Our intern, Tori Frydrych, was fortunate enough to study in Barcelona, Spain earlier this summer. Before she left to go back to school, she wrote about her experience:
During my time abroad, I received an entirely new perspective on design, one that differed greatly from design practices here in the United States. To begin the six-week courses, I was introduced to the history of Barcelona and how it has become the bustling tourist destination that it is today. We learned first of the four main concepts of Ildefons Cerda’s Theory of Urbanization; hygiene, circulation, public services, and code of urban ordinances. These four areas were the main building blocks for the unique gridded expansion of the city in the mid-19th century, otherwise known as L’Eixample. He saw the need for more natural lighting, green spaces, public services, and the seamless movement of people, goods, and services within the City of Barcelona.
To achieve this, Cerda’s new grid system was laid out with an even ratio of roadway and sidewalk width. In other words, the sidewalk would reach out from the buildings 10 meters, followed by 20 meters of roadway, followed by another 10 meters of sidewalk. The corners of all blocks were also cut off at 45-degree angles, making crossing streets safer and helping breezes move through the city more easily. The interior of each block was meant for public greenspaces.
My focus was then narrowed specifically on the coastline of Barcelona. The goal of my design studio was to transform an outdated, underutilized beach athletic club into a coastline destination that would better link the urban fabric of the city to the shore. The history of Barcelona’s shoreline is not one of nature but one of man’s alteration and construction. As industry grew, it became a dumping and transportation nightmare, only to be manually overhauled in time for the 1992 Olympic Games.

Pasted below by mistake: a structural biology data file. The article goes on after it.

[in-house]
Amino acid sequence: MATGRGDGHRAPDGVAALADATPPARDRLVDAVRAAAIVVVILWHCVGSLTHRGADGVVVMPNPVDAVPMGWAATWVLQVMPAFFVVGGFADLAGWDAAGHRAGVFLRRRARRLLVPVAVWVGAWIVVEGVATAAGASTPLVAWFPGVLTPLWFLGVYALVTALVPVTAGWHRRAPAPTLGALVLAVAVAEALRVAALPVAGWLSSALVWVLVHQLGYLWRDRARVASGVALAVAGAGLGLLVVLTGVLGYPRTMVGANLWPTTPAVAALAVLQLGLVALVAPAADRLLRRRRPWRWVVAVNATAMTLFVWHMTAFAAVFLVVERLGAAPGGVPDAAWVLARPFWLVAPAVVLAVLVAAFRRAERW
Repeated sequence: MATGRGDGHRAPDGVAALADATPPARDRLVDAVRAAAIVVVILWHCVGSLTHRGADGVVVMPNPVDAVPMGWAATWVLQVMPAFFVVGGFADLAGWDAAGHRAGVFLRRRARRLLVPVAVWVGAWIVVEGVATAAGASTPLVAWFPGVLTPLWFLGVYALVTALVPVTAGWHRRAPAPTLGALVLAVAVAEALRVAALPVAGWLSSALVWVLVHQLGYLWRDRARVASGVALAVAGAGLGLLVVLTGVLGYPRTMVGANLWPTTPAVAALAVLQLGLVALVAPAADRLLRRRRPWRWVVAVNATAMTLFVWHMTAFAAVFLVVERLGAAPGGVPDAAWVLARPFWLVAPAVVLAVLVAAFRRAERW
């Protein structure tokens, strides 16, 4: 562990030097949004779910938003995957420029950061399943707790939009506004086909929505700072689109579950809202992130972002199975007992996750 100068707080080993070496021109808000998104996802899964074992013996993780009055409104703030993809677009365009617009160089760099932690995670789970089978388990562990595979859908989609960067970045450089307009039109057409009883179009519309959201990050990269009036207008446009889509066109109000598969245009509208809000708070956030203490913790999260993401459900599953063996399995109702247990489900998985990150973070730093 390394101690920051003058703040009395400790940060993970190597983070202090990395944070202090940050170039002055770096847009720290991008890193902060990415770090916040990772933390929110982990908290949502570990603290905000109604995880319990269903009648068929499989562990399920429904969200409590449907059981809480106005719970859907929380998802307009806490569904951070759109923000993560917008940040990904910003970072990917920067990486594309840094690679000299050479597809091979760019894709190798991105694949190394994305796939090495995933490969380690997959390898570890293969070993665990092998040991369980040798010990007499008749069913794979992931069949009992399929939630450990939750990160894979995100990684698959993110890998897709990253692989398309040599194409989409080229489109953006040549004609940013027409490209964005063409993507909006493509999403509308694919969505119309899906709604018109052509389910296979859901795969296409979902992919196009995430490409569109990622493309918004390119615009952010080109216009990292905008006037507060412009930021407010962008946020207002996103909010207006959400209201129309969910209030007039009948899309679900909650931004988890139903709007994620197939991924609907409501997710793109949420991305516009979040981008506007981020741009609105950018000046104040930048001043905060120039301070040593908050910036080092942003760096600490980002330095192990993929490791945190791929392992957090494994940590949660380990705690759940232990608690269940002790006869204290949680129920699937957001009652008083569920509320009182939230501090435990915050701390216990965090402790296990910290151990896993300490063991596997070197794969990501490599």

In order to accommodate the Olympics, intense urban renewal occurred throughout the city to prepare for the Games and the immense amount of people that would arrive in the city. Most of these improvements occurred in the coastal shoreline areas of the city. Additionally, it was relatively blocked off from people because of the many rail lines that were running along the coast. In preparation for the Games, these rail lines were redirected and new transportation highways were added. This opened access to the shore and six artificial beaches were created to be used during the Olympics and to attract tourism long afterwards.
Keeping this history in mind, I created a site that both physically connected the land and sea while also visually mirroring the two domains, showing that they will be forever linked in the city’s history of expansion and growth. Overall, I created a design that allowed for public gathering plazas, cafés featuring locally caught fish, performance spaces, recreation areas, and largely a better connection from the nearby commercial district to the popular beaches.
I greatly enjoyed my time abroad and will keep Cerda’s design principles in mind as I enter my fourth year studying Landscape Architecture at Penn State University. I will be studying abroad in Bonn, Germany next fall and I am eager to see how other areas of Europe approach the design process.